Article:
Like many of you in this room, when I was in college I had to take a foreign language. As religion students, most of us took Greek and Hebrew as our language fulfillments since they are the original languages of the New Testament and the Old Testament. My Greek professor was a man named WT Edwards who allowed us to call him Dub rather that Dr. Edwards. I can still hear Dub drilling into our heads that we would loose our ability with and knowledge of Greek when we left his class unless we did one thing. He said that to maintain, we must translate one verse of the New Testament from Greek into English every day. That is what we must do to maintain where we were.
Well, guess what? I remember very little of what I learned in Greek class. Why, because I never developed his maintenance program. Life got in the way – who has time to translate a verse of scripture from Greek to English everyday? You see, maintenance isn’t an easy word where you do nothing, it is a challenging word where you must constantly keep working just to stay where you are or you will go backwards.
To maintain Christ as our first love in a way that is obvious to us and that it obvious to others takes daily work – just to maintain. All of these disciplines that we constantly talk about like scripture reading, pray, involvement in our life together, engaging in missions, giving and on and on the list goes must be done to maintain our first love or something else will take its place. Again, we are not talking about the need for hard work to become a super Christian, we are simply talking about hard work just to maintain where we are.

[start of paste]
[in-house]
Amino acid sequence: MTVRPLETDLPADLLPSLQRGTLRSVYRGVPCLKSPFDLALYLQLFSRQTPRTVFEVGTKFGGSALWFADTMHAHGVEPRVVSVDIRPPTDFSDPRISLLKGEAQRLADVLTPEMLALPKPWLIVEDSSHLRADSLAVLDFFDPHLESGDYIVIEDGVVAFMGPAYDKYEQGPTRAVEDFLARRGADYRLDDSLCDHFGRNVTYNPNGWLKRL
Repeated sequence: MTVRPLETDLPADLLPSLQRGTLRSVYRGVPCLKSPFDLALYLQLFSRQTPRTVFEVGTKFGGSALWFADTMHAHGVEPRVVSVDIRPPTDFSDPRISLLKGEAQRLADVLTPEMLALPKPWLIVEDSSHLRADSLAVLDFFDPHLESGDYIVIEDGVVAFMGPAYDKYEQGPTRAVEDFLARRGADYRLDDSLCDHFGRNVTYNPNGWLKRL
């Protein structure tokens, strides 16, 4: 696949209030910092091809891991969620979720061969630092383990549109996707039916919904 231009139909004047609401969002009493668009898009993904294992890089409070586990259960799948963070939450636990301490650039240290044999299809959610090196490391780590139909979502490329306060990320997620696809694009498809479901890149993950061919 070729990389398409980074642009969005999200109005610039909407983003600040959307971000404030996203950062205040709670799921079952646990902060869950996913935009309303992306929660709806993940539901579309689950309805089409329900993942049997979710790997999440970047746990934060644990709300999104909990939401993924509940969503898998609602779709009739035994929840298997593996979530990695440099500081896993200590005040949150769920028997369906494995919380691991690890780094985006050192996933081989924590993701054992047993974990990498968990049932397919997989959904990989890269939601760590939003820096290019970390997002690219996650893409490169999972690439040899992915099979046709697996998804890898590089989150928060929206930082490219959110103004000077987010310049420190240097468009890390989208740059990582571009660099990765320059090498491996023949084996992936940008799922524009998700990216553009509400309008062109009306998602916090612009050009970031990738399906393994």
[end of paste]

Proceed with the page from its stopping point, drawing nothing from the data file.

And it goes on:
Which leads us quickly to the last stage – evaluating. Every person seeking to make God our first love must constantly evaluate where things are so that we can know which adjustments and course corrections are needed.
There is an old joke in ministry circles about marriage retreats.. Much of the time, those who are willing to come work on their marriages are those in the congregation who already have the best marriages. Why? Because they have already developed a willingness to periodically stop and evaluate their relationship. They don’t mind asking themselves what they need to do to get better or to at least stay where they are. Do we do that? A couple of times a year or at least annually are we willing to honestly evaluate God as our first love and make the needed changes. To do so may not be a way of saying we have huge problems. It may be a sign of a healthy relationship already in existence where we are willing to do everything we can to keep things there.
The NFL rule book is over 80 pages long. It takes seven officials, who are constantly sharpening their skills to oversee it properly. And, for that matter, teams who follow the leagues rules the most carefully are not guaranteed success. Jesus on the other hand summarized all the rules of the kingdom in two – love the Lord with all our heart, soul and mind and our neighbors as ourselves. Two rules that anyone can understand. Two rules that if we follow are guaranteed to make us winners in this life. Amen.